versão On-line ISSN 2078-5135
versão impressa ISSN 0256-9574
SAMJ, S. Afr. med. j. vol.98 no.4 Cape Town Abr. 2008
I DelportI; C P SzaboII
IMA. Department of Psychology, North-West University, Mafikeng Campus
IIMB BCh, FCPsych (SA), MMed Psych, PhD. Division of Psychiatry, University of the Witwatersrand, Johannesburg
Eating disorders among black South African females were first reported in 1995, having been documented among white South African females since the 1970s.1 There appears to be no subsequent literature that relates specifically to clinical cases of eating disorders among black female South Africans.2 Differences in disorder presentation, on the basis of race, has been suggested in the international literature,3 although Szabo et al.1 found no specific clinical features that were unique to the black patients compared with white female sufferers. We explored possible differences in admission psychometric data among hospitalised black and white eating disorder (anorexia nervosa, bulimia nervosa) sufferers and found preliminary evidence for similarity of admission psychometric data for eating disorder sufferers, irrespective of race, in South Africa. Future research may not warrant racial categorisation of data, specifically for research purposes into eating disorders in South Africa.
The study used a convenience, and limited, sample comprising 10 black females (anorexia nervosa: N=5, bulimia nervosa: N=5) and 10 age- and diagnosis-matched white females admitted to the eating disorders unit of Tara Hospital, during the period 1998 - 2004. Of the 13 black patients admitted to the unit during 1998 - 2004, 7 were diagnosed with anorexia nervosa and 6 with bulimia nervosa, according to the Diagnostic and Statistical Manual of Mental Disorders (4th edition) (DSM-IV) criteria.4 However, only 10 of these patients had adequate admission data which determined their inclusion. Tara Hospital is a specialised psychiatric hospital in Johannesburg and is part of the Division of Psychiatry at the University of the Witwatersrand. Until 1998, no black females suffering from an eating disorder had been admitted to the unit. Admission data (demographic and clinical) were gathered, as were psychometric data (on admission) using the Eating Disorder Inventory (EDI)5, Bulimic Investigatory Test, Edinburgh (BITE)6 and Beck Depression Inventory (BDI)7. All of the aforementioned instruments are self-report questionnaires and have been used in previous South African studies, both clinical and community-based.2,8 The EDI comprises a range of both eating disorder-related and psychological dimensions, whereas the BITE is specifically designed to assess the presence and severity of symptoms of bulimia nervosa. The BDI provides a measure of depressive symptoms.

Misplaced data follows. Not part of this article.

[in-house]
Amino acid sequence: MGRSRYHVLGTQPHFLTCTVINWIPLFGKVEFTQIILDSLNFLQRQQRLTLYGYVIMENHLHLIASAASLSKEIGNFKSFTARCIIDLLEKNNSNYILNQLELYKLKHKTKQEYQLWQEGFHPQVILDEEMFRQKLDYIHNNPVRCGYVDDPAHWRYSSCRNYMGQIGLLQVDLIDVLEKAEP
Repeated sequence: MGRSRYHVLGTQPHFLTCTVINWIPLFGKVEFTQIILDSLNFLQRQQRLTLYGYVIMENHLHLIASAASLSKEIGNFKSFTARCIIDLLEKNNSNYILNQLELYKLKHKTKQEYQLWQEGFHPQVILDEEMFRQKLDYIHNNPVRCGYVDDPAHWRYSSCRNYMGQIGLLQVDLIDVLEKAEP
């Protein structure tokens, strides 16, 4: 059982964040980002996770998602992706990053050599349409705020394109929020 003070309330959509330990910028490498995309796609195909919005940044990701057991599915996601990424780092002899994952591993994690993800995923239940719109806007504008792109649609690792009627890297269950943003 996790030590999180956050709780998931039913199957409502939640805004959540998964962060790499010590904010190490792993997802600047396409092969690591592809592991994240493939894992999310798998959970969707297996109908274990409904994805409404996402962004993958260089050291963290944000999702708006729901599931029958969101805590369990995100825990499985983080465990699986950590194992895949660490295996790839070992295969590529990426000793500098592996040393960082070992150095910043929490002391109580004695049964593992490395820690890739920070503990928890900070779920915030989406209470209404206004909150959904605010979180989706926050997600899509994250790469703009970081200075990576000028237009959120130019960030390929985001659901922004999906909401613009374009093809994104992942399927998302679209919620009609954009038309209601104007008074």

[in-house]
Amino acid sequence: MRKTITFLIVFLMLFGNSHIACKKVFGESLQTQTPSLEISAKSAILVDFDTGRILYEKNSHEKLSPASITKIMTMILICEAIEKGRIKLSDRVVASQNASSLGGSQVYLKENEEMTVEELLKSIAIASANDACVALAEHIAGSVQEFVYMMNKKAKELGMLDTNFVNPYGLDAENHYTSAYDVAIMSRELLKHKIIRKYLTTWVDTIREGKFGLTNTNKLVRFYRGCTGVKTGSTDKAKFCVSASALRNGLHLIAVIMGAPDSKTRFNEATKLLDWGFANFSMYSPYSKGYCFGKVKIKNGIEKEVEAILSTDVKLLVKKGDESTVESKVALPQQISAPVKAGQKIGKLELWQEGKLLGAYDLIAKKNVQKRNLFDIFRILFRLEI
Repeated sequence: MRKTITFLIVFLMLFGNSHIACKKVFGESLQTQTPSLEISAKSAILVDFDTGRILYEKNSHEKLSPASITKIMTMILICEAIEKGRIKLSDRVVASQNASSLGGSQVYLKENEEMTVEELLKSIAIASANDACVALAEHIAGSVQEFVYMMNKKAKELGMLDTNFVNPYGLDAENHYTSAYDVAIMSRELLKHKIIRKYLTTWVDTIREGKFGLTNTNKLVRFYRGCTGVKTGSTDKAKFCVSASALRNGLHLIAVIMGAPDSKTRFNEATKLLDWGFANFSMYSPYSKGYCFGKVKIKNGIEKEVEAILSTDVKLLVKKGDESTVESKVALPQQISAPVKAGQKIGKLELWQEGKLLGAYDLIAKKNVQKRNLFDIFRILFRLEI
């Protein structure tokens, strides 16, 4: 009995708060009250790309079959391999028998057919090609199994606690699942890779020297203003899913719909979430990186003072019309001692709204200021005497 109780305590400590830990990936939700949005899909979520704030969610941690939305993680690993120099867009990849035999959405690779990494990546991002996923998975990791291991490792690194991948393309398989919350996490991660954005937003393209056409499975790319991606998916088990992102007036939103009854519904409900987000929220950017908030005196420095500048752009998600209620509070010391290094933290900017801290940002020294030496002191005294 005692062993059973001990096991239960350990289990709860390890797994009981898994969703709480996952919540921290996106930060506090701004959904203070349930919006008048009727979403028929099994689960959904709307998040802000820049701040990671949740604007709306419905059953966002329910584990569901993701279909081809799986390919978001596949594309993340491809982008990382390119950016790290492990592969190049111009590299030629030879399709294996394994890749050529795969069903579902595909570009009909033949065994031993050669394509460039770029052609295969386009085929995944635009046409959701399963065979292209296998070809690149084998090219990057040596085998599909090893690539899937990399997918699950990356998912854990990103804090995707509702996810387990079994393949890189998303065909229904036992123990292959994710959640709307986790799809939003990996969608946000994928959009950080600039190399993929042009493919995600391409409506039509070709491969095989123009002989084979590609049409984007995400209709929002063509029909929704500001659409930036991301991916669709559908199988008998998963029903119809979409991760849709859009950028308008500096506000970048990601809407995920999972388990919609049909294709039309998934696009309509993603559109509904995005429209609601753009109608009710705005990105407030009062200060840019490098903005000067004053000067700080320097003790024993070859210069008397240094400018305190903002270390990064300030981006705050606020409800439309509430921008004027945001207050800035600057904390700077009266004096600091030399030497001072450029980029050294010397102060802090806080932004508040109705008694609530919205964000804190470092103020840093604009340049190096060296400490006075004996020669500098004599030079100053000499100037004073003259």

Demographic data (combined anorexia and bulimia nervosa patients)
All patients were female. In both racial groups the majority of patients were scholars (6/10 per group) and aged 13 - 19, the remainder being aged 20 - 29 (4/10 per group). Of those who were not scholars, 3 of the white patients were unemployed versus 2 of the black patients, with 1 of the white patients being employed versus 2 of the black patients. The majority of patients in both racial groups were resident in Gauteng Province (white 9/10; black 7/10).
Home language for the white patients was predominantly English (8/10), with a range of languages spoken at home by the black patients: Tswana=1, Xhosa=2, Zulu=2, Sotho=3, Venda=1, and English=1. During the period of study (1998 -2004), there was a total of 435 admissions to the eating disorders unit (anorexia nervosa 245; bulimia nervosa 190), hence black females accounted for 3% of such admissions (13 out of 435 admissions).